To assess the response of RA patients to rituximab (RTX) treatment using a sensitive imaging technique for synovitis.
Twenty-three RA patients were treated with two 1000-mg infusions of the B-cell depleting antibody, RTX, in an observational protocol. Clinical response was assessed by the European League Against Rheumatism (EULAR) response criteria. High-resolution grey-scale and colour-coded power Doppler (PD) ultrasonography was performed at baseline and 6 months after RTX. The second to fifth MCP and PIP joints were bilaterally examined with joints in a neutral 0 position from a palmar view and scored from 0 to 3.
Median disease activity score (DAS28) improved from 5.03 to 3.56 (P = 0.001), which corresponded to a EULAR moderate response in 11 of 23 patients and a EULAR good response in another 6 patients. Improved control of disease activity by RTX was also indicated by tapering of median daily corticosteroid doses from 10 to 5 mg, without flare ups. Mean grey-scale scores correlated with the swollen joint count at baseline (r = 0.484, P = 0.022) and month 6 (r = 0.519, P = 0.011). Mean grey-scale scores improved upon RTX from a 0.90 median (range 0.13-1.87) to 0.75 (range 0.19-1.50, P = 0.023). Frequency of PD positive joints was low (6.1%) at baseline and did not significantly change following RTX treatment.
High-resolution grey-scale ultrasonography (US) examination confirmed reduced synovial hyperplasia, but the applied PD method displayed no significant changes. Therefore, only grey-scale US is recommended in follow-up examinations after RTX treatment.
"US follow-up after steroid injection  or other treatments  have been reported in several studies in adult rheumatology, but only in a few studies in children [21,24-26]. All JIA studies have focused on the knee and hip and none on the ankle. "
[Show abstract][Hide abstract] ABSTRACT: The ankle region is frequently involved in juvenile idiopathic arthritis (JIA) but difficult to examine clinically due to its anatomical complexity. The aim of the study was to evaluate the role of ultrasonography (US) of the ankle and midfoot (ankle region) in JIA. Doppler-US detected synovial hypertrophy, effusion and hyperemia and US was used for guidance of steroid injection and to assess treatment efficacy.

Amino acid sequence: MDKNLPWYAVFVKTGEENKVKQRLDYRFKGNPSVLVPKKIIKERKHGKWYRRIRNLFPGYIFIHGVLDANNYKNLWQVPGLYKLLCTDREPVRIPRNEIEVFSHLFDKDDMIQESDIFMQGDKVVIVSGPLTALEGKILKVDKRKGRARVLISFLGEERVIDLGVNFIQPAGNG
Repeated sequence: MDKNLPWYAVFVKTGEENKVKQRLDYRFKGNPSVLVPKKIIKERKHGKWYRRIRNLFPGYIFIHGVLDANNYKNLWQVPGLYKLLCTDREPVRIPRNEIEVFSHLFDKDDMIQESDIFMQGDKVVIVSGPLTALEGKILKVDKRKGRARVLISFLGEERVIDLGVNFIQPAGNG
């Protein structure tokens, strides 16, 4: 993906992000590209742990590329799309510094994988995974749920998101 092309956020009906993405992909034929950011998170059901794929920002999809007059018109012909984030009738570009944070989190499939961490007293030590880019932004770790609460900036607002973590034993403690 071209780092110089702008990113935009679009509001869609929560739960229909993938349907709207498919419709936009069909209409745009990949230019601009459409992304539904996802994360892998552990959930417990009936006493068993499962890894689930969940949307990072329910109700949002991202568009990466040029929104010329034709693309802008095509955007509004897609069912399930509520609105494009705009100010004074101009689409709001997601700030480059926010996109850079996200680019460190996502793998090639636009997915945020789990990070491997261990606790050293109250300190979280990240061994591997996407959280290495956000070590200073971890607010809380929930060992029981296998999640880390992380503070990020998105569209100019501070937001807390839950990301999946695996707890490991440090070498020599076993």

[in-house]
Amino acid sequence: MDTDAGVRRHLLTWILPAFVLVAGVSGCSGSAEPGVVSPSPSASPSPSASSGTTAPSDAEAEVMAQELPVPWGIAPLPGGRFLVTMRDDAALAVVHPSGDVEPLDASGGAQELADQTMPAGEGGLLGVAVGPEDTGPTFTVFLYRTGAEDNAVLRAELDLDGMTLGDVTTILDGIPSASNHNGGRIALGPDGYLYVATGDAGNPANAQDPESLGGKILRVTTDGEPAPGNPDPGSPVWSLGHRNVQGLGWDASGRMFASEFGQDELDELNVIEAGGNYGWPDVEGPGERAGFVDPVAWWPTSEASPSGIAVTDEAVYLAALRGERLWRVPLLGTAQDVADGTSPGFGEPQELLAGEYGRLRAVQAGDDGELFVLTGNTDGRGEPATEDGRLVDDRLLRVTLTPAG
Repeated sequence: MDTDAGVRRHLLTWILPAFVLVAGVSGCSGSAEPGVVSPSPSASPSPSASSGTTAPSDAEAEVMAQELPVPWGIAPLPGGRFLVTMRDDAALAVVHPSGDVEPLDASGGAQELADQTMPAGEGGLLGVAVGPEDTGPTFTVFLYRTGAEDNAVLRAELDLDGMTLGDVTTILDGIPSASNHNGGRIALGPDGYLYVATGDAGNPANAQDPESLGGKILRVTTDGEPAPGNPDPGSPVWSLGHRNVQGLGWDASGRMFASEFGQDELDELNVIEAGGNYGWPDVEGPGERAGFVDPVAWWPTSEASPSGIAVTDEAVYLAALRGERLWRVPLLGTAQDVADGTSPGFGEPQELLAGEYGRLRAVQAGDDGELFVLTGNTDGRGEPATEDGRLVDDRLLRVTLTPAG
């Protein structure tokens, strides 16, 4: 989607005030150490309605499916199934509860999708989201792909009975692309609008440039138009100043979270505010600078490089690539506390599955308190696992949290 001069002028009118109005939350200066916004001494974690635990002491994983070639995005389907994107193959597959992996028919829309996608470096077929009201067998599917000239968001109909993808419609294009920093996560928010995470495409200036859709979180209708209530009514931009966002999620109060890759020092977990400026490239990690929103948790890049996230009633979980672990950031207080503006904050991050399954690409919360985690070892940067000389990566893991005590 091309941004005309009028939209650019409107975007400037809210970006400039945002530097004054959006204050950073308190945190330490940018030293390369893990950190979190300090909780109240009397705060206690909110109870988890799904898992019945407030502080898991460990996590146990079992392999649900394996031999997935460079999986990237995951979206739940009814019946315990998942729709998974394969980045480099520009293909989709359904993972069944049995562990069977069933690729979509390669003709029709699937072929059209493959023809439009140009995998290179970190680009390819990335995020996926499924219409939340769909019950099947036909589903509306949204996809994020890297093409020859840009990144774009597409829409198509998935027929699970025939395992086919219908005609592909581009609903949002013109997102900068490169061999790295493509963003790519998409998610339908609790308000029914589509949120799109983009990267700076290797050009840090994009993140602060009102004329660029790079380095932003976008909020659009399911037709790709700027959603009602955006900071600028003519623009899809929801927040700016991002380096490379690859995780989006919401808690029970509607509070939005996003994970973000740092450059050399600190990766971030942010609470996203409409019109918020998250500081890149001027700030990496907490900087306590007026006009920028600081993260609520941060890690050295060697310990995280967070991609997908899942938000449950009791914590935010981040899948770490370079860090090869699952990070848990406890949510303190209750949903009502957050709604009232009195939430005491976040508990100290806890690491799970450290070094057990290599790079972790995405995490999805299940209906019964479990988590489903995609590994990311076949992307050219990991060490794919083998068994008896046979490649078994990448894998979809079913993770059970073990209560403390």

Forty swollen ankles regions were studied in 30 patients (median age 6.5 years, range 1-16 years) with JIA. All patients were assessed clinically, by US (synovial hypertrophy, effusion) and by color Doppler (synovial hyperemia) before and 4 weeks after US-guided steroid injection.
US detected 121 compartments with active disease (joints, tendon sheaths and 1 ganglion cyst). Multiple compartments were involved in 80% of the ankle regions. The talo-crural joint, posterior subtalar joint, midfoot joints and tendon sheaths were affected in 78%, 65%, 30% and 55% respectively. Fifty active tendon sheaths were detected, and multiple tendons were involved in 12 of the ankles. US-guidance allowed accurate placement of the corticosteroid in all 85 injected compartments, with a low rate of subcutaneous atrophy (4,7%). Normalization or regression of synovial hypertrophy was obtained in 89%, and normalization of synovial hyperemia in 89%. Clinical resolution of active arthritis was noted in 72% of the ankles.
US enabled exact anatomical location of synovial inflammation in the ankle region of JIA patients. The talo-crural joint was not always involved. Disease was frequently found in compartments difficult to evaluate clinically. US enabled exact guidance of steroid injections, gave a low rate of subcutaneous atrophy and was proved valuable for follow-up examinations. Normalization or regression of synovial hypertrophy and hyperemia was achieved in most cases, which supports the notion that US is an important tool in the management of ankle involvement in JIA.
[Show abstract][Hide abstract] ABSTRACT: Rheumatoid arthritis (RA) is characterized by the presence of circulating rheumatoid factor (RF) and anticitrullinated peptide